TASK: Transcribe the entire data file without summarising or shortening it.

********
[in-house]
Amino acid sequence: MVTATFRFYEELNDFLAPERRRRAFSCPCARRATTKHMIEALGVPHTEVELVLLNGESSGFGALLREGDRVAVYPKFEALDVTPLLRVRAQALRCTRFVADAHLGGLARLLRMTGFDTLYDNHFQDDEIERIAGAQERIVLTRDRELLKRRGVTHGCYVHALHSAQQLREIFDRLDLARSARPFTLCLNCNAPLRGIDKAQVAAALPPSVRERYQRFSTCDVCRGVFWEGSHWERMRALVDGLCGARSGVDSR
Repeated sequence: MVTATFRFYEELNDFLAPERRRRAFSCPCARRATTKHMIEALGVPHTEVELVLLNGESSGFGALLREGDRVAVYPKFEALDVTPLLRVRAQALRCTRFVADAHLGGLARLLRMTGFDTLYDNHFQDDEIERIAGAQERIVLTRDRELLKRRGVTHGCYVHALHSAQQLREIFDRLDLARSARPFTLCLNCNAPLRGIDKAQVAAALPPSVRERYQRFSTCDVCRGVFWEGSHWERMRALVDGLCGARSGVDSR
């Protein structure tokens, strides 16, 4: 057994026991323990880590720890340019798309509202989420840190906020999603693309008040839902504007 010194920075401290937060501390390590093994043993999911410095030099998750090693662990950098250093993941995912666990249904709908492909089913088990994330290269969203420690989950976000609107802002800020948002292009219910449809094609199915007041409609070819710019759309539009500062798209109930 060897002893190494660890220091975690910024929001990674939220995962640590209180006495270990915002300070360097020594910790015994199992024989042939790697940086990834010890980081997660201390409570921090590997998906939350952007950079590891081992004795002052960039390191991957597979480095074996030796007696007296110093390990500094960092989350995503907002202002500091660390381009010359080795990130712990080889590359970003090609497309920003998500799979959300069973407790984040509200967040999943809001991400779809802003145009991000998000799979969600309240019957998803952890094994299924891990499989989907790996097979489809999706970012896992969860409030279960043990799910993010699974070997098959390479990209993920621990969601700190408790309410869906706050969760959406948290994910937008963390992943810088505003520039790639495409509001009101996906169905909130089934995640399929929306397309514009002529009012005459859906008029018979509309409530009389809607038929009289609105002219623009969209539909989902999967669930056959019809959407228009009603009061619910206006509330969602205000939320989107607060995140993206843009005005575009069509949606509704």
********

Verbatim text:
[in-house]
Amino acid sequence: MVTATFRFYEELNDFLAPERRRRAFSCPCARRATTKHMIEALGVPHTEVELVLLNGESSGFGALLREGDRVAVYPKFEALDVTPLLRVRAQALRCTRFVADAHLGGLARLLRMTGFDTLYDNHFQDDEIERIAGAQERIVLTRDRELLKRRGVTHGCYVHALHSAQQLREIFDRLDLARSARPFTLCLNCNAPLRGIDKAQVAAALPPSVRERYQRFSTCDVCRGVFWEGSHWERMRALVDGLCGARSGVDSR
Repeated sequence: MVTATFRFYEELNDFLAPERRRRAFSCPCARRATTKHMIEALGVPHTEVELVLLNGESSGFGALLREGDRVAVYPKFEALDVTPLLRVRAQALRCTRFVADAHLGGLARLLRMTGFDTLYDNHFQDDEIERIAGAQERIVLTRDRELLKRRGVTHGCYVHALHSAQQLREIFDRLDLARSARPFTLCLNCNAPLRGIDKAQVAAALPPSVRERYQRFSTCDVCRGVFWEGSHWERMRALVDGLCGARSGVDSR
């Protein structure tokens, strides 16, 4: 057994026991323990880590720890340019798309509202989420840190906020999603693309008040839902504007 010194920075401290937060501390390590093994043993999911410095030099998750090693662990950098250093993941995912666990249904709908492909089913088990994330290269969203420690989950976000609107802002800020948002292009219910449809094609199915007041409609070819710019759309539009500062798209109930 060897002893190494660890220091975690910024929001990674939220995962640590209180006495270990915002300070360097020594910790015994199992024989042939790697940086990834010890980081997660201390409570921090590997998906939350952007950079590891081992004795002052960039390191991957597979480095074996030796007696007296110093390990500094960092989350995503907002202002500091660390381009010359080795990130712990080889590359970003090609497309920003998500799979959300069973407790984040509200967040999943809001991400779809802003145009991000998000799979969600309240019957998803952890094994299924891990499989989907790996097979489809999706970012896992969860409030279960043990799910993010699974070997098959390479990209993920621990969601700190408790309410869906706050969760959406948290994910937008963390992943810088505003520039790639495409509001009101996906169905909130089934995640399929929306397309514009002529009012005459859906008029018979509309409530009389809607038929009289609105002219623009969209539909989902999967669930056959019809959407228009009603009061619910206006509330969602205000939320989107607060995140993206843009005005575009069509949606509704």